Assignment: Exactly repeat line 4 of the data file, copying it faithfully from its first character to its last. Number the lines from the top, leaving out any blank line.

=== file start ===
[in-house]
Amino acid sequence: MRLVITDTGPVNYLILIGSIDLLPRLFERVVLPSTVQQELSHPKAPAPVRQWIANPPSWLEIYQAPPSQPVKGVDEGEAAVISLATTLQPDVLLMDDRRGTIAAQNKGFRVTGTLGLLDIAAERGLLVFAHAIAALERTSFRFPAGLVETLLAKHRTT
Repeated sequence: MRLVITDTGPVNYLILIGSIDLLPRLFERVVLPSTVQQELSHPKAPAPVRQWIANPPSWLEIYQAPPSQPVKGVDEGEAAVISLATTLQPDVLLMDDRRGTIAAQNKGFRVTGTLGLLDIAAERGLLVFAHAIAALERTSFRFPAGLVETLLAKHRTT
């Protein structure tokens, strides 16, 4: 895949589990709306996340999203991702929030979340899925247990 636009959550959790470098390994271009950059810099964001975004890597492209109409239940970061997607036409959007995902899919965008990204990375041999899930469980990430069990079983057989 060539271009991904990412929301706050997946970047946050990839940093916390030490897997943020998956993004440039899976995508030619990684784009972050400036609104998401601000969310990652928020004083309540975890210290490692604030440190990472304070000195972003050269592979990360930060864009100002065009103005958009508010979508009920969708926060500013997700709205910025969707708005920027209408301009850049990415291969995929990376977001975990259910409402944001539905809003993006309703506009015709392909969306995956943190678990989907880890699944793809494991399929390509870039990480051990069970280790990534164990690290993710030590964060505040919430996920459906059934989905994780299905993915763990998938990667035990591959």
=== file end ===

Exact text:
């Protein structure tokens, strides 16, 4: 895949589990709306996340999203991702929030979340899925247990 636009959550959790470098390994271009950059810099964001975004890597492209109409239940970061997607036409959007995902899919965008990204990375041999899930469980990430069990079983057989 060539271009991904990412929301706050997946970047946050990839940093916390030490897997943020998956993004440039899976995508030619990684784009972050400036609104998401601000969310990652928020004083309540975890210290490692604030440190990472304070000195972003050269592979990360930060864009100002065009103005958009508010979508009920969708926060500013997700709205910025969707708005920027209408301009850049990415291969995929990376977001975990259910409402944001539905809003993006309703506009015709392909969306995956943190678990989907880890699944793809494991399929390509870039990480051990069970280790990534164990690290993710030590964060505040919430996920459906059934989905994780299905993915763990998938990667035990591959």